The first question my stepmother asked about my apartment in San Antonio was, “Are these all your clothes?” When we moved in July, the movers were surprised: “Only 36 boxes for a three-bedroom apartment?”
The accidental minimalist
I didn’t set out to be a minimalist. As a kid, I was the opposite: I had so many clothes, toys, and things that they filled two bedrooms. Some of those things — especially the books — were important to me, but most weren’t. It was impossible to keep it all neat and organized, much less use all of it. So it all became stuff I ignored, or got stressed about when I had to look through for something.
The fact that I didn’t need to keep all that stuff didn’t occur to me until I was older.
I went to college in a city four hours from my hometown. Unlike many of the students there who lived 30 minutes away from campus, I didn’t have the luxury of making multiple trips on moving in or moving out day. Everything I needed for the entire school year had to fit in my car. At first that was stressful. But soon I learned to enjoy the process of deciding what would go, and what would stay.
I learned I didn’t need to keep all that stuff.
When I graduated and moved in with my husband, all I had with me was the stuff I had at my last semester of school. And I haven’t taken much from my childhood home since. There’s still two rooms of stuff there.
Why I’m a minimalist
It makes me feel better. My generalized anxiety disorder stuffs my brain with words and fears and fragmented thoughts — my brain is cluttered, so my house can’t be too. I’ll go insane.
I’m also monumentally aware of my privilege. I’m so lucky to be in a position where I’m able to donate things to Goodwill, or pass them along to friends who need them.
I need things to have a purpose and attain that purpose. I want emails I get to have something actionable — what do you want me to do? I want the things in my house to have a purpose, too. If something isn’t fulfilling that purpose, what do I need it for? I’d rather give it away to someone who will use it.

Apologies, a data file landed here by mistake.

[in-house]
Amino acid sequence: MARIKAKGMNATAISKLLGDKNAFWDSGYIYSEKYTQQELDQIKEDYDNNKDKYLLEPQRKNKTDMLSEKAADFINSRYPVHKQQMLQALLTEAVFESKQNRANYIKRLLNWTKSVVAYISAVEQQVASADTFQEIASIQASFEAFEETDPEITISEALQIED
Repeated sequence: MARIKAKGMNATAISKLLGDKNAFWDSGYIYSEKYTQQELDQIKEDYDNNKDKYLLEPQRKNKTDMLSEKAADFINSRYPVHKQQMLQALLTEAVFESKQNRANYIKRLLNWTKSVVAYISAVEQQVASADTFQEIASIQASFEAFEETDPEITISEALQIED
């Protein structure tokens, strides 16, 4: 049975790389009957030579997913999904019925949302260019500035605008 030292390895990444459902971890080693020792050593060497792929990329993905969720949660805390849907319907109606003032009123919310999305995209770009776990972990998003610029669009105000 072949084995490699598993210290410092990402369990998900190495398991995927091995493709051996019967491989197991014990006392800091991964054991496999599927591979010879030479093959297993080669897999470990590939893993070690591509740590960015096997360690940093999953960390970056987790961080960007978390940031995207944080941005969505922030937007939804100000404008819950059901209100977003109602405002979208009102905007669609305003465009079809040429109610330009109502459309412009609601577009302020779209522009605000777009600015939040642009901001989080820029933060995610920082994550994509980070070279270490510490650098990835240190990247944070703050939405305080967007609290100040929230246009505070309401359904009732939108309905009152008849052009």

Challenges of minimalism
It all boils down to having family and friends who don’t understand, or are hostile about my choices.
- “You have so few things!” Yep!
- “You’re giving that away?!” I sure am. You want it?
- “You only have one [whatever]?” I only need one.
- “You don’t want anything for [your birthday/Christmas]?” Just to spend time with you.
- “You might need that someday.” Probably not. And if I do, I’ll buy a new one.
My house doesn’t look empty. I have three bookshelves stuffed with books; I have plenty of clothes; I have a big television; I have lots of art on the walls. I just don’t have much I don’t use or find valuable.
It’s about more than stuff
Minimalism doesn’t just mean I get rid of stuff. It also means I think carefully about the things and people I bring into my life. It means I take time to go to therapy, and consider my current schedule when I’m invited somewhere or asked to do something. I try to remember that my feelings matter just as much as other people’s. I try not to let guilt run my life. I try to enjoy the present.
“Love people. Use things. The opposite never works.”
What do you think about minimalism? Anyone else out there a minimalist?